Several Queens neighborhoods will get protected bike lanes as city faces cycling death crisis

Courtesy of the Mayor’s office

Ridgewood, Jackson Heights, Corona, Elmhurst, Middle Village and Rego Park have been designated “Bike Priority Districts” as part of Mayor Bill de Blasio’s $58.4 million Green Wave bicycle plan, which will expand the bike lane network and increase police enforcement.

Those neighborhoods will get miles of bike infrastructure by 2022 as part of the city’s emergency response to the rise of cycling fatalities in 2019.

The carnage has claimed the lives of 17 cyclists in the five boroughs after 10 were killed last year, which the mayor called a “crisis” and an emergency.

“When we came into office, we promised New Yorkers we’d do everything we could to end traffic fatalities,” de Blasio said. “No loss of life on our streets is acceptable. With a dangerous surge in cyclist fatalities, we have to keep pushing the envelope and increasing our efforts. That’s what this plan is about. It’s a continuation of our promise. This time, specifically to bikers. We are here to protect you and we take that job seriously. We will not stop until we have finally reached Vision Zero.”

The 17 cyclist fatalities so far this year represents the highest number through July of any year since the launch of Vision Zero in 2014. The poor performance of public transit has lead many to take to cycling to the point where nearly a half million bike rides take place in the five borough up from 180,000 bike rides a day in 2006.

“We have assembled a long and aggressive to-do list that we think that can change this year’s tragic increase in cyclist fatalities, and encourage even more New Yorkers to get on bicycles” DOT Commissioner Polly Trottenburg said.

In Queens, the DOT will improve on-street connections to the Queensboro Bridge, extend the protected bike lane at Beach 94th Street in Rockaway, and finish the final phase of the Queens Boulevard project, although once again the mayor would not say when.

“Cyclists are increasingly using our city’s streets and deserve the same focus on safety from Vision Zero as other road users,” Assemblyman David Weprin said. “The mayor’s Green Wave plan focusing on street design, enforcement, and policy is necessary to tackle the recent increases in cyclist fatalities.”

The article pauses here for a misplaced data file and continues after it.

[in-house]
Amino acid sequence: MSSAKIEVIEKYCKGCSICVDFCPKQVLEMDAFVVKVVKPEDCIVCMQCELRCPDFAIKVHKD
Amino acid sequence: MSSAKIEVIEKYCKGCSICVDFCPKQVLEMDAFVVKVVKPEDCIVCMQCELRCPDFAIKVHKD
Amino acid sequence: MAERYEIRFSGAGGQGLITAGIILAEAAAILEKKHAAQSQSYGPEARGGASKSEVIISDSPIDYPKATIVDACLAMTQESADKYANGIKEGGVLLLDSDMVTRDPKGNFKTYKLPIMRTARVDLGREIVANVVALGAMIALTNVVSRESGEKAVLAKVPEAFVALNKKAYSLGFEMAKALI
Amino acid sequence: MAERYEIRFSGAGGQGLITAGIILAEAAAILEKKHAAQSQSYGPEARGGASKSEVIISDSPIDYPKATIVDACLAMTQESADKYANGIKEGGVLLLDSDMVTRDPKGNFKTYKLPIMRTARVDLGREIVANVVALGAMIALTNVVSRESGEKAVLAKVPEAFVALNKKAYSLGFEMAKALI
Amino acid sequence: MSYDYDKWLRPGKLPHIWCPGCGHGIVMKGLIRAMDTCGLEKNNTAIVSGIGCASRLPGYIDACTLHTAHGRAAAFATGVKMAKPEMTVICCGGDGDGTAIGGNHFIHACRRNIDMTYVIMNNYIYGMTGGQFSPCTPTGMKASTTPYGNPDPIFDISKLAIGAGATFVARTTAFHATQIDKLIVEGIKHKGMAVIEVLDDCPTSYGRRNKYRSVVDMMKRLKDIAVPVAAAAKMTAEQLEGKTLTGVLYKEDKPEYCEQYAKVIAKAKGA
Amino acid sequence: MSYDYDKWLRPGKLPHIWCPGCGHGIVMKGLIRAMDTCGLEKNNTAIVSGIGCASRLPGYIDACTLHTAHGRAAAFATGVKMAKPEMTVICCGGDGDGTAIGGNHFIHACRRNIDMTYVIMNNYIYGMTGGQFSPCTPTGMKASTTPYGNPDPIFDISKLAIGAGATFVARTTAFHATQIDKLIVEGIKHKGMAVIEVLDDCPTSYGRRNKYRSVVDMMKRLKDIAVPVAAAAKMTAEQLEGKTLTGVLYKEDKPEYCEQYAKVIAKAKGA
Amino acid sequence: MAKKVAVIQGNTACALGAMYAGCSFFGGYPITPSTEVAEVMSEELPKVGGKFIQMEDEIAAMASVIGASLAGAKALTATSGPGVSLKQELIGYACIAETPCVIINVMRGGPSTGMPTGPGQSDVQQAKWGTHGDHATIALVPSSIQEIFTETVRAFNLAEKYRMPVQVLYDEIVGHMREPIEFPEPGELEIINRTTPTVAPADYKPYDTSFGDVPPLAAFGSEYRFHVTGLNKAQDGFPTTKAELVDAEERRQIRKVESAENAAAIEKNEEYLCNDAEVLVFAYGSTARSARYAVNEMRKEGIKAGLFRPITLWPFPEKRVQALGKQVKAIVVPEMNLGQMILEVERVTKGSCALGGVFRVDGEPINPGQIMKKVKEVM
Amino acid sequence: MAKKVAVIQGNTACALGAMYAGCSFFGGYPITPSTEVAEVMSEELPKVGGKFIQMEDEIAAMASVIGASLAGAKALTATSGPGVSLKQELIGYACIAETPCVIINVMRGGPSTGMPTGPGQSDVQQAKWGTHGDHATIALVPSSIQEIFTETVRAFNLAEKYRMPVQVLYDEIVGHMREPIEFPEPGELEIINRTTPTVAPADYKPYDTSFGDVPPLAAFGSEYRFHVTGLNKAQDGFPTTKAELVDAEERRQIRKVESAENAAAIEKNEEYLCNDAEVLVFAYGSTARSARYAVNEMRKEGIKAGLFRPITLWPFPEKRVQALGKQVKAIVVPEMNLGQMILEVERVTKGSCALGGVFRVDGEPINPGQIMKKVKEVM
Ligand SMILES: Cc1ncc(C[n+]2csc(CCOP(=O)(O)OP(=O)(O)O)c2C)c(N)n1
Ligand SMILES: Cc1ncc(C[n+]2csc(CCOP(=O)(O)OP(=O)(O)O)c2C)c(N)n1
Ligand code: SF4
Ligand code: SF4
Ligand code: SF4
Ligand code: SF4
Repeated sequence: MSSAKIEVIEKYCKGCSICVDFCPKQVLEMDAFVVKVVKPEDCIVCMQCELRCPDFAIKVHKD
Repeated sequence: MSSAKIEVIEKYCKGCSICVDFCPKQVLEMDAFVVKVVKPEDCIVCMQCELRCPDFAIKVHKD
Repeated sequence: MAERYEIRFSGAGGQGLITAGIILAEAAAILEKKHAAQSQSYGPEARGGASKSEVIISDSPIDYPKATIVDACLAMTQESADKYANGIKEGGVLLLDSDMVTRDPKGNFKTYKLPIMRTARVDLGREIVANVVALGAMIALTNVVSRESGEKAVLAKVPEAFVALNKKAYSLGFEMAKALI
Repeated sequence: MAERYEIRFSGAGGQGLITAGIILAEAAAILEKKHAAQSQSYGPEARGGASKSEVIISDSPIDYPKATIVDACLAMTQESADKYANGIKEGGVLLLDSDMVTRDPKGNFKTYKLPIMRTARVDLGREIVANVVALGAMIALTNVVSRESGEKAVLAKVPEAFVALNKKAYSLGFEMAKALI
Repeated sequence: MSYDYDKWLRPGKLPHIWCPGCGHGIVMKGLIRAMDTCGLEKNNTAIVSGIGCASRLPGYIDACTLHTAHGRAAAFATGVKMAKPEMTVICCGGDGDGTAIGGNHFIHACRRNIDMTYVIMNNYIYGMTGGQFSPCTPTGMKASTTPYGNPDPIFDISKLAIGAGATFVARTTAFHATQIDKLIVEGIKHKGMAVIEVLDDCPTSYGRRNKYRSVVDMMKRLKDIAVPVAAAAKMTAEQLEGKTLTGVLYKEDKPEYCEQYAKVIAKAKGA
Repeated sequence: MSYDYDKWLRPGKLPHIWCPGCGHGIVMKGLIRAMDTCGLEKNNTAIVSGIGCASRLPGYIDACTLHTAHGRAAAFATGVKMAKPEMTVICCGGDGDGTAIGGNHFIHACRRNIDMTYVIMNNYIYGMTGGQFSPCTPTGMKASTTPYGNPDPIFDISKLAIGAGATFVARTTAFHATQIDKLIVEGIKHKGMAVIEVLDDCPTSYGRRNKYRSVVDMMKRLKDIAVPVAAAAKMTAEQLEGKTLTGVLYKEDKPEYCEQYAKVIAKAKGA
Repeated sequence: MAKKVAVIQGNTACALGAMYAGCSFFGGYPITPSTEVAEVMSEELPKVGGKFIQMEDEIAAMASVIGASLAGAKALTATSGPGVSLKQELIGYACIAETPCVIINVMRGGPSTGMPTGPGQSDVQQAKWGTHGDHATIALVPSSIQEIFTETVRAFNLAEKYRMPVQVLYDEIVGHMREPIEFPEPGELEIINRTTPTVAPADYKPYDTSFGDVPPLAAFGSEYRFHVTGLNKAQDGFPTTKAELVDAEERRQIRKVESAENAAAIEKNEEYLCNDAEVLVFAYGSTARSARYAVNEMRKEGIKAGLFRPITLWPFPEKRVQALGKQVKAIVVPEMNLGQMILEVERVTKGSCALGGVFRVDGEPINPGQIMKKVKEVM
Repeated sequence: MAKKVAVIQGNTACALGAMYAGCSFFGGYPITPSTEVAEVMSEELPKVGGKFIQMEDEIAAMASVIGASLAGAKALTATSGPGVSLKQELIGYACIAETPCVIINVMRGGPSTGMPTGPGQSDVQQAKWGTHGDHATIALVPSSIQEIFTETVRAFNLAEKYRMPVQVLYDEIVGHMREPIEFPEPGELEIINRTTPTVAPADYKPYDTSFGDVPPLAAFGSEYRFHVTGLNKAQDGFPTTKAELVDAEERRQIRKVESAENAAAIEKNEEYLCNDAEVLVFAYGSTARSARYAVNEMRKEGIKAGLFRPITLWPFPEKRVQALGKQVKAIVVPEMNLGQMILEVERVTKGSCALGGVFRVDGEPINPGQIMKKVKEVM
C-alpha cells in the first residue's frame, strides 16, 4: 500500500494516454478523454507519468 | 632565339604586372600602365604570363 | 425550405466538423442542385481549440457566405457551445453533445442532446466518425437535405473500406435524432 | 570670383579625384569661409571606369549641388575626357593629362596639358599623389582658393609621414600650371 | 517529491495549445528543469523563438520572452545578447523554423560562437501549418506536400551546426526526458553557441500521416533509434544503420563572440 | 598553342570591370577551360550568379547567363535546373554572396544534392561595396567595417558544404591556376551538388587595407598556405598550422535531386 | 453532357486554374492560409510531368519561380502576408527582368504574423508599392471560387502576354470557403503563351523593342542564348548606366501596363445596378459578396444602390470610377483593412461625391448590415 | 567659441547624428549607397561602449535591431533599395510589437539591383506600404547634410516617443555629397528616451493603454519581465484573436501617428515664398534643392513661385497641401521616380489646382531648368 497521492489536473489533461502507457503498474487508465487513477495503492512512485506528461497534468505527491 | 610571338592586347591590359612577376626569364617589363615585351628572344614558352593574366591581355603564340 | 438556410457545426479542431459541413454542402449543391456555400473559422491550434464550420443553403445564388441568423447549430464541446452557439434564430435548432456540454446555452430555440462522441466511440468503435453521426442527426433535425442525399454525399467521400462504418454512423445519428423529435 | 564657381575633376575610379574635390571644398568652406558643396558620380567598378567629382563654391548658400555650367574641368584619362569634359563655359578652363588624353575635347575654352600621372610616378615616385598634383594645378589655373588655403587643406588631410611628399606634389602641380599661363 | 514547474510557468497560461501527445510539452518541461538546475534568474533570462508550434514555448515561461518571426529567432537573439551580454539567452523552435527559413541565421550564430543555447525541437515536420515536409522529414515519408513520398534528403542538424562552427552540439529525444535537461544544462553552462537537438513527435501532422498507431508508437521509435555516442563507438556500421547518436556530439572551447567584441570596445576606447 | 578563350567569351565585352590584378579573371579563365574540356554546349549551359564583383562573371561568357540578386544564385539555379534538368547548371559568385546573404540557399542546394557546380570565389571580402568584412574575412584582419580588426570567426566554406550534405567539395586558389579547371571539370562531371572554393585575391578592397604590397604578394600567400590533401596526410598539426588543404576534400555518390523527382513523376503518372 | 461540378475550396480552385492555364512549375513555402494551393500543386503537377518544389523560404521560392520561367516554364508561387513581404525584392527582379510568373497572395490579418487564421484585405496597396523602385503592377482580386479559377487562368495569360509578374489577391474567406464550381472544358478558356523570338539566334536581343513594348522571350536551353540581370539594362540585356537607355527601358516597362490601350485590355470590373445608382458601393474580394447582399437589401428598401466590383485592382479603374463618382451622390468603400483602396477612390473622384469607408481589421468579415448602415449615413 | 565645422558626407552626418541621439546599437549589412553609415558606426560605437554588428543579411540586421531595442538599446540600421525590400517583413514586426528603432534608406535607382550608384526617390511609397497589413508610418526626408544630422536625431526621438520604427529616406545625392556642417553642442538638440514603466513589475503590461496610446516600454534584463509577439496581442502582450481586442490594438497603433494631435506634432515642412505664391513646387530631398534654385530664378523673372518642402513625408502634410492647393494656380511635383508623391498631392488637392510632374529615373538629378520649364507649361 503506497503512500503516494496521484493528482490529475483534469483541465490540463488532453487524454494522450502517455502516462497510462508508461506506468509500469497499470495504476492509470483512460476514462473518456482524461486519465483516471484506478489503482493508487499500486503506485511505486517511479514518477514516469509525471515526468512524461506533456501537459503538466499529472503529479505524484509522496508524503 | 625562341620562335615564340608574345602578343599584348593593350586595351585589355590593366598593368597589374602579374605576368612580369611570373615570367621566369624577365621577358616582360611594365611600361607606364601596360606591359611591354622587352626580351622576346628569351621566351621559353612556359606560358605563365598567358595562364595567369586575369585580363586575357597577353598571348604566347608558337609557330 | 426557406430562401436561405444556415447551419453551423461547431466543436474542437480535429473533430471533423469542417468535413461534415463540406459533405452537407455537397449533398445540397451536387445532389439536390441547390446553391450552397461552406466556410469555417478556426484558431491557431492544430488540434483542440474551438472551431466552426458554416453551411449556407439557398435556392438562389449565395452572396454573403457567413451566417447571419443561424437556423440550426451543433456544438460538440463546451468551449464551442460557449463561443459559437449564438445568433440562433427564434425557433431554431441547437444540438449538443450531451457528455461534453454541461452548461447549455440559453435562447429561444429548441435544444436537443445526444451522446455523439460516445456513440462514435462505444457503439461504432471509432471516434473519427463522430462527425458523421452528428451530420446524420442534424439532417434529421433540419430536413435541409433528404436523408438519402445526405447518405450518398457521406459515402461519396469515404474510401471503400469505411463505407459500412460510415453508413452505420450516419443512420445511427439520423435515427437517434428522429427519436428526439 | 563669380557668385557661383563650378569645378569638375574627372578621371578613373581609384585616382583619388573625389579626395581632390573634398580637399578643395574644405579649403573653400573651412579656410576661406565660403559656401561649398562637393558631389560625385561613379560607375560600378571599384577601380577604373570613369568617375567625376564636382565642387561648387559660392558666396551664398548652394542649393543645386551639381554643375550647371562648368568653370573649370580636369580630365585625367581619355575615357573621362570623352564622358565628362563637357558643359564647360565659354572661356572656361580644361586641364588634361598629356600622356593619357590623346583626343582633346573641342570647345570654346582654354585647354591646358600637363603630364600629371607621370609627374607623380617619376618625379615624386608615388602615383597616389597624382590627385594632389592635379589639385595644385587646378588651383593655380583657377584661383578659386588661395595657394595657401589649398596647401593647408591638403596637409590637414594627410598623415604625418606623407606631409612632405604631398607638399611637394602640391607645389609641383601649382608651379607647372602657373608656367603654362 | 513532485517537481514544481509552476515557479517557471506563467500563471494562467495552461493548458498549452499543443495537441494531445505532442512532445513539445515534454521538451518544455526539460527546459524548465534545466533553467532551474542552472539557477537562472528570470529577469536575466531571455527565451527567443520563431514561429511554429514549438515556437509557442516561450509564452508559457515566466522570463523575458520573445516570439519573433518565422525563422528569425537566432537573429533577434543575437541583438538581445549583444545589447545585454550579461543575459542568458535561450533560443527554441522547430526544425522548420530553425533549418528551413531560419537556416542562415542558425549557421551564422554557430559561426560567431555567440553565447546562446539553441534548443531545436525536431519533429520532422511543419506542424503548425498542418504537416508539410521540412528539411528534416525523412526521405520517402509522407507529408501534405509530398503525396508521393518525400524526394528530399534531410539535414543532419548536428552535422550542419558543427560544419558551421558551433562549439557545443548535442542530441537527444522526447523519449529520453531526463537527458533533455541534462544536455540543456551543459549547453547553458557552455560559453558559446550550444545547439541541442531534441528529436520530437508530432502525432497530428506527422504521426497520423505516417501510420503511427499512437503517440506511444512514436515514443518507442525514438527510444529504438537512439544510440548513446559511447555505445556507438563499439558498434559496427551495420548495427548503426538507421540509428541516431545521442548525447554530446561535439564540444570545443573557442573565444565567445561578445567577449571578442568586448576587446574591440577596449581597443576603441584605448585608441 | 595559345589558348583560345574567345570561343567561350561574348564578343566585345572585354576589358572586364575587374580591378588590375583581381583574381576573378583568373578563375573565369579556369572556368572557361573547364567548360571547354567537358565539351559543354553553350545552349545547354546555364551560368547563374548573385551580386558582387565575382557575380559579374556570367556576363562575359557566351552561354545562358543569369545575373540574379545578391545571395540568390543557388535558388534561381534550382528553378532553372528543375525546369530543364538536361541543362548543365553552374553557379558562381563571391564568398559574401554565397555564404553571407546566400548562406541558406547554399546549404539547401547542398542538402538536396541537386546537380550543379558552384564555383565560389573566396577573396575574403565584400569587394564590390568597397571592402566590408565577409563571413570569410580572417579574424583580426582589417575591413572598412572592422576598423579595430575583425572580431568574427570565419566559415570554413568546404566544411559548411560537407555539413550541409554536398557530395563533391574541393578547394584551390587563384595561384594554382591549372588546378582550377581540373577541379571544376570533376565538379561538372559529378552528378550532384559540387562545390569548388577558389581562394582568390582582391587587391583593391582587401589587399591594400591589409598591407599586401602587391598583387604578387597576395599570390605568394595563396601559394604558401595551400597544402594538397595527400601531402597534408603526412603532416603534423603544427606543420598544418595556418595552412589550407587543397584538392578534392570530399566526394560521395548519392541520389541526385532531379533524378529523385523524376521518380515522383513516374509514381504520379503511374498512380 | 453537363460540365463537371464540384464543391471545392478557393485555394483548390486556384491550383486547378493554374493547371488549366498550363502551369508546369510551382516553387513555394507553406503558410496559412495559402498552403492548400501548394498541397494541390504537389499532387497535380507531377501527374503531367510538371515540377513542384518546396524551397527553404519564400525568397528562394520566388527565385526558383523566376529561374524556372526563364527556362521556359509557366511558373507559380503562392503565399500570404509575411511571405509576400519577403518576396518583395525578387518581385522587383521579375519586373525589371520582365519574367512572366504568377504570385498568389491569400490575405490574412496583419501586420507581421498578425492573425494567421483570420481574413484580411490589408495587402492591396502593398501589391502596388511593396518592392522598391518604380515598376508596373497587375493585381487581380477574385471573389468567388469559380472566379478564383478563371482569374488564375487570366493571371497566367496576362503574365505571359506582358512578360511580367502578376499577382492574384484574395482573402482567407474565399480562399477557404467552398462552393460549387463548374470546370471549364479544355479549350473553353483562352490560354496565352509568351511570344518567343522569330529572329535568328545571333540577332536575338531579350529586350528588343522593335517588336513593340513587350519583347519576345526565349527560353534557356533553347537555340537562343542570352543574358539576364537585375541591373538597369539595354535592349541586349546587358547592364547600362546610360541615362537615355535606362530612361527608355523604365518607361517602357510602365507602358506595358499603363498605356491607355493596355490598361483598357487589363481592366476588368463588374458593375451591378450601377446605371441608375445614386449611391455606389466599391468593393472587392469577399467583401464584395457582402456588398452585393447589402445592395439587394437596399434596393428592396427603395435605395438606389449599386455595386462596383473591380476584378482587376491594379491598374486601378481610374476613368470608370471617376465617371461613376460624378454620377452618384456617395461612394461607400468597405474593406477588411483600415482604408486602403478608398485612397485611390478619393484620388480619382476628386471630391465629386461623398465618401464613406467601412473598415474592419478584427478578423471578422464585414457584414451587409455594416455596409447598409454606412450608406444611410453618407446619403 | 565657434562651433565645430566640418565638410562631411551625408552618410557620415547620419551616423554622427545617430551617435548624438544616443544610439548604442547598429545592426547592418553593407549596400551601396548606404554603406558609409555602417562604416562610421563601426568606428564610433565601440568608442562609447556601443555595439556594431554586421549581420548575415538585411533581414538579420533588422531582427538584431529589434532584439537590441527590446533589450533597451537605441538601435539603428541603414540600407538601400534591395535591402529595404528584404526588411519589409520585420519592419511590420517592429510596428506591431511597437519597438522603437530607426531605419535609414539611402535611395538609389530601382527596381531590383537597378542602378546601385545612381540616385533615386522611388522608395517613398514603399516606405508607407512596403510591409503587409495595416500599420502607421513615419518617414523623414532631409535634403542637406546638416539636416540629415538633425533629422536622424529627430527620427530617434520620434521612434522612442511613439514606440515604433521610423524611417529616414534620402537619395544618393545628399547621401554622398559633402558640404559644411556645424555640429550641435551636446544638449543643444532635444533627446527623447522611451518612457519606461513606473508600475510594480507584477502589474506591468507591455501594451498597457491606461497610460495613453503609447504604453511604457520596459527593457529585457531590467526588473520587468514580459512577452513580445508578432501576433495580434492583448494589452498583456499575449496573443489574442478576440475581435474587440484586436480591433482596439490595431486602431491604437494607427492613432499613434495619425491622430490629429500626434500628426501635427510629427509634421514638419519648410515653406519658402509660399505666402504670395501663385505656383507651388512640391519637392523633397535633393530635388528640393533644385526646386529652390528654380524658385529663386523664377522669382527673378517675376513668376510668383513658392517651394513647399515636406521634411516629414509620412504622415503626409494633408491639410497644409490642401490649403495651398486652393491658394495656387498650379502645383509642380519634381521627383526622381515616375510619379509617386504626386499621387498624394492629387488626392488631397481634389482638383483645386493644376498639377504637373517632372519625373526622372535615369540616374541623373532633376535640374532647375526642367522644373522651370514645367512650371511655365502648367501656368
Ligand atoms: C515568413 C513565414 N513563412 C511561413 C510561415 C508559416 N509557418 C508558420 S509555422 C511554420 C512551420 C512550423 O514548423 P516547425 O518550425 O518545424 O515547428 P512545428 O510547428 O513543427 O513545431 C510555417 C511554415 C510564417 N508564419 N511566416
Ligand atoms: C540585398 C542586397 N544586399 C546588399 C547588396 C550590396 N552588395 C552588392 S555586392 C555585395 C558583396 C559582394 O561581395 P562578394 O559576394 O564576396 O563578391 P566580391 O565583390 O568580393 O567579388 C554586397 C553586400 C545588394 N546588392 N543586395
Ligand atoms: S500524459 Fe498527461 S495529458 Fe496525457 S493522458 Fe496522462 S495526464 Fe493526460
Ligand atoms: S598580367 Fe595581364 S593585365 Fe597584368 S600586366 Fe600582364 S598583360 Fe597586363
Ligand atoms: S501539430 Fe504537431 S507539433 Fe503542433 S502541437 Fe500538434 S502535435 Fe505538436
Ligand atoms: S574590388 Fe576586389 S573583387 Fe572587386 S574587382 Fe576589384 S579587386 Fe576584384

Councilman Jimmy Van Bramer called the bike safety plan a good blueprint for the future.

“This is a state of emergency,” he said. “We cannot wait for more lives to be lost and families shattered. We must continue redesigning our roads to improve the safety of cyclists and prevent more senseless tragedies.”

A founding member of the Jackson Heights-based Make Queens Safer, which is committed to change the culture of indifference to a culture of awareness and action around the safety of “vulnerable road users” including seniors, children and cyclists said the Green Wave plan sends a clear message.

“Our leaders are ready and prepared to make NYC a world class model of streets for people,” Make Queens Safer co-founder Cristina Furlong said. “Paired with the vigorous expansion of protected bike lanes, and funding to maintain them, access and equity finally will reach our most vulnerable road users. Whether it the $58 million the mayor is spending or the $50 the average speed violator pays, every cent is worth it compared to the price victims of traffic violence pay due to politics, delays and callous community banter. The data is clear and must be followed. Every traffic death that is preventable must be prevented.”